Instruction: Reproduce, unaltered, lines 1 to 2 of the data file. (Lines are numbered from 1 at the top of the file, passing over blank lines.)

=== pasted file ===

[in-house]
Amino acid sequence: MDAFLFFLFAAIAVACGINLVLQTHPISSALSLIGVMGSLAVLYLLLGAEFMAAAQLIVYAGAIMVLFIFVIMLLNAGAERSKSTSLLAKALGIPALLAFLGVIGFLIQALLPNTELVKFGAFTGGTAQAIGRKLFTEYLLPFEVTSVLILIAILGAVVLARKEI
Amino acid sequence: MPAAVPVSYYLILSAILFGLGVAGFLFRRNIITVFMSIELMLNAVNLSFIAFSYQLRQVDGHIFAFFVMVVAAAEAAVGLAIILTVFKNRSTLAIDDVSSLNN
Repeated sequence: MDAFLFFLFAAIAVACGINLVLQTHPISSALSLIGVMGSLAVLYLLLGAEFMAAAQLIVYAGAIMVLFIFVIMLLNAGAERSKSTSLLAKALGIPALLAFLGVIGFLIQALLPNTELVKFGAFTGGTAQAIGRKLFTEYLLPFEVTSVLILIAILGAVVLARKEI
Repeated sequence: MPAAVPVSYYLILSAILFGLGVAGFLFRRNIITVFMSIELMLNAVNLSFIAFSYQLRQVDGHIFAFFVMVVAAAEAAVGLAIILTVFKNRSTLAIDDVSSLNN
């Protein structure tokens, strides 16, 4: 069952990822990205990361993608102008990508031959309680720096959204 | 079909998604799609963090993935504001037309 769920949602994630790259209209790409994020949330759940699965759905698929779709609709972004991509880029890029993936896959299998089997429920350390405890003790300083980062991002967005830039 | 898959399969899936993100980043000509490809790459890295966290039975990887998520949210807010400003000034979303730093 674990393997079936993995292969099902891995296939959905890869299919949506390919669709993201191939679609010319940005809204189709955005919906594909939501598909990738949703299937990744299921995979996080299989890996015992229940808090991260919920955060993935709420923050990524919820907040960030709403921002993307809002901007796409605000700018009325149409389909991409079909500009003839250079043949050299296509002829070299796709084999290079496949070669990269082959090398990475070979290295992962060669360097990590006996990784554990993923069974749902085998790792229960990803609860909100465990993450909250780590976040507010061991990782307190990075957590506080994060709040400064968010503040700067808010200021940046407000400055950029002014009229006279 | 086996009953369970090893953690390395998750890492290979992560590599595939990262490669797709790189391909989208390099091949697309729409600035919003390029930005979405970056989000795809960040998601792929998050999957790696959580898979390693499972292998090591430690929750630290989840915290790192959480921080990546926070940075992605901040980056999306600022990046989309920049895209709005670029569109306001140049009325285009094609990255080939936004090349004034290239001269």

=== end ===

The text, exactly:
[in-house]
Amino acid sequence: MDAFLFFLFAAIAVACGINLVLQTHPISSALSLIGVMGSLAVLYLLLGAEFMAAAQLIVYAGAIMVLFIFVIMLLNAGAERSKSTSLLAKALGIPALLAFLGVIGFLIQALLPNTELVKFGAFTGGTAQAIGRKLFTEYLLPFEVTSVLILIAILGAVVLARKEI